Golden Football Magazine
NFL Championship Games
Super Bowl VII - Minnesota Vikings vs Miami Dolphins: First Half
Note: The gray boxes contain asides that provide interesting material but could be skipped
without losing the continuity of the article.
Part 1 - Pregame | Part 3 - 2nd Half
The drab game was played on a drab day - overcast, foggy, and chilly (52°). Super Bowl VIII is still the shortest in Super Bowl history - two hours and 27 minutes. It also ranks as one of the least exciting Super Bowls. Tex Maule started his article in Sports Illustrated this way: Super Bowl VIII had all the excitement and suspense of a master butcher quartering a steer.


Coin toss


Jake Scott returns opening kickoff.


Griese passes as Wayne Moore blocks Jim Marshall.


Jim Mandich catches pass for 1st down.


Larry Csonka runs over Nate Wright.


Csonka runs past Jim Marshall, who is blocked by Wayne Moore.


Csonka sheds tacklers.


Fran Tarkenton looks for a receiver.


Alan Page and Wally Hilgenberg


Csonka runs between Siemon and Eller.


Don Shula on sideline


Siemon tries to corral Csonka.


Csonka scores Miami's first TD.


Ron Yary and Frank Gallagher block.


Mercury Morris eludes Marshall.


Wright and Krause tackle Csonka on Dolphins' 2nd scoring drive.


Tarkenton rolls out.


Distraught Viking fan.


Siemon makes another tackle.


Csonka barges ahead.


Tarkenton tries to pass over Van Herder.


Csonka takes Griese's handoff.


Wally Hilgenberg


Csonka breaks into the open.


Csonka receives medical attention after personal foul by Hilgenberg.


Garo Yepremian kicks FG out of Earl Morrall's hold.


Tarkenton rares back as Yary fends off Den Herder.

Quarter 1

Miami won the toss and elected to receive. The choice paid off as they immediately took control of the line of scrimmage and thereby took control of the game. Minnesota's fear that the Dolphins would "come out winging" were quickly substantiated.
Fred Cox kicked to Jake Scott, who took the ball at the 7 and sprinted straight up the right side to the 38. Paul Warfield, whose status was uncertain because of a pulled hamstring, came out with the starting unit but would not touch the ball on the opening possession. Mercury Morris took a pitch around RE for 4y. Larry Csonka took a quick handoff off RT to the 44.

Roy Winston tackles Larry Csonka on his first run.
Facing his first 3rd down, Griese threw down the middle to TE Jim Mandich to the Minnesota 43 where S Bobby Bryant dumped him.
G Bob Kuechenberg later revealed that he noticed something in his film study about Alan Page. Alan had the fastest inside move of anybody. I'm thinking, There's got to be something. ... When he's going inside, his inside foot is four or six inches further back that it is normally. I called my offensive line coach, Monte Clark, and said, "I think I've got something on Page. If you block him by the book, there's no stopping him. He eats the book for breakfast." I asked to change our blocking. Monte said, "Let me talk to the boss." Tomorrow comes and Monte says, "Kooch, I've got bad news: Not only does the boss say no, he says hell no." ... (On the game's first drive) I saw Alan's foot go back. The pass protection was supposed to be Jim Langer, the center, and me buddy-blocking the MLB and Page. Well, Page just about took the handoff from Bob Griese. There was no way Langer could snap the ball and block him at the same time. No one could. I lost it at that point. I turned to the sideline and said, "I'm doing it my way." I did, and Alan Page never made a tackle after that."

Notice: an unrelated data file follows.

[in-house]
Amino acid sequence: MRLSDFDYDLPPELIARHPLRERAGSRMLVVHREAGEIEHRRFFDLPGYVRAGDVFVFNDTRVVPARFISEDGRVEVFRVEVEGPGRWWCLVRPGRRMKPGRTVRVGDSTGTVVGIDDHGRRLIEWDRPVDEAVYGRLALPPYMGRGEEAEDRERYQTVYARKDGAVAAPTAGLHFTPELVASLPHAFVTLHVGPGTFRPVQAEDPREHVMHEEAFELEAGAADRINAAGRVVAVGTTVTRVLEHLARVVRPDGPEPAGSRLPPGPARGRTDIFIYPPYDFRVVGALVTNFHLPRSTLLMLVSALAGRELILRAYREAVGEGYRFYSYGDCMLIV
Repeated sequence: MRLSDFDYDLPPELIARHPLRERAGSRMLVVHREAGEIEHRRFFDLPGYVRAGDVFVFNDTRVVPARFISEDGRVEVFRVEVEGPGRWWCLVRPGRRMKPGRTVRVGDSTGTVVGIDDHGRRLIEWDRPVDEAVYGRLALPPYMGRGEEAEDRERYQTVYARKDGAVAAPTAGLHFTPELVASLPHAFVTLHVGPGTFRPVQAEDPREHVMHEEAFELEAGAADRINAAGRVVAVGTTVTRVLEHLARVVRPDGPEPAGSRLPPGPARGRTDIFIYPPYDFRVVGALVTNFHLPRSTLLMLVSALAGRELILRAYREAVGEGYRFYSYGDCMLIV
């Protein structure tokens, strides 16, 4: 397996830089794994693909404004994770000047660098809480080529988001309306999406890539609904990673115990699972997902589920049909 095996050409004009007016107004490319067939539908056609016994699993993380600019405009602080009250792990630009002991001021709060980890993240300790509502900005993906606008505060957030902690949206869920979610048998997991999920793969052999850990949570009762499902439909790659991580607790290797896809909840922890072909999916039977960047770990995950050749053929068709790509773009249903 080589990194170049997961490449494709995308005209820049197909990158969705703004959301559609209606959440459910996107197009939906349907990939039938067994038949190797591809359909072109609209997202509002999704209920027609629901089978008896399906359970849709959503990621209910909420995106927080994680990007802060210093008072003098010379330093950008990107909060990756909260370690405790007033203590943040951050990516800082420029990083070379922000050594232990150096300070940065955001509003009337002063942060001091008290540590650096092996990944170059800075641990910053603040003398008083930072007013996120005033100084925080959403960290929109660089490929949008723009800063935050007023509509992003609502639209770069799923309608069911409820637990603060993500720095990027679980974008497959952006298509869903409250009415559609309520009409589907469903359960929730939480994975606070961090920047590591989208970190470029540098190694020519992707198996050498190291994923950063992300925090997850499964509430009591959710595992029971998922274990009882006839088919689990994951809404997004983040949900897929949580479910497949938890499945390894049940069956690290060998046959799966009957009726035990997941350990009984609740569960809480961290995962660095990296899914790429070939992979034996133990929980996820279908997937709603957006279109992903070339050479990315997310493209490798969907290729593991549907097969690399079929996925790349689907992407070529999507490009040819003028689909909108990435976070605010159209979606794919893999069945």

Bob Griese passes down the middle. Note the striped football.
SB VIII was the only one played with striped footballs.

Mercury Morris takes handoff.
After Morris got nothing at RT, Csonka burst off LT behind cross blocking by Wayne Moore on Alan Page and Bob Kuechenberg on Jim Marshall. On 1st and 10 at the 26, Griese threw a quick down and out to RE Briscoe to the 21. Csonka rammed up the middle to move the chains again just short of the 15. On the next handoff, Larry rambled through RG to the 8. Morris then took the ball on a crossbuck to make it 1st-and-Goal at the 5. Before the next play, Griese asked Csonka what play he'd like him to call. Larry said, "X block to the left and the Roll Right, Trap Left." Warfield went in motion from right to left before Griese took the snap, did a 270° spin to his left, and handed to Csonka moving inside through a big hole at RG. Larry rammed through LB Jeff Siemon and S Paul Krause at the 2 into the EZ. Garo Yepremian booted the PAT. The Dolphins had scored on their first drive in both the AFC playoff games and now had done it again. Dolphins 7 Vikings 0 (9:33 left in Q1)

Larry Csonka scores the game's first TD.
The team that scored the first TD had won each of the first seven Super Bowls. On television before the game, Jets QB Joe Namath said, If Miami gets the kickoff and scores on the opening drive, the game is over.
The Dolphins' offensive game plan was designed to exploit the Viking defense's excellent pursuit. The Chiefs had used similar tactics against Minnesota in SB IV.
In a 1974 book, Shula wrote: In the case of Page, Eller and company, we wanted to try to turn their aggressiveness to our advantage. We decided to emphasize negative influence by misdirection and cross blocking, trying to make the Vikings Front Four commit to the influence of the play and then actually running it elsewhere. The Vikings responded as we anticipated. Then later in the game we found that the Vikings started hesitating, reducing their charge. When they did that, we beat them with straight blocking.
Page admitted after the game that he knew the Vikings were in trouble "after the first few plays."

The No Name Defense L-R: 45 Curtis Johnson, 84 Bill Stanfill, 72 Bob Heinz, 75 Manny Fernandez, 83 Vern Den Herder, 59 Doug Swift, 25 Tim Foley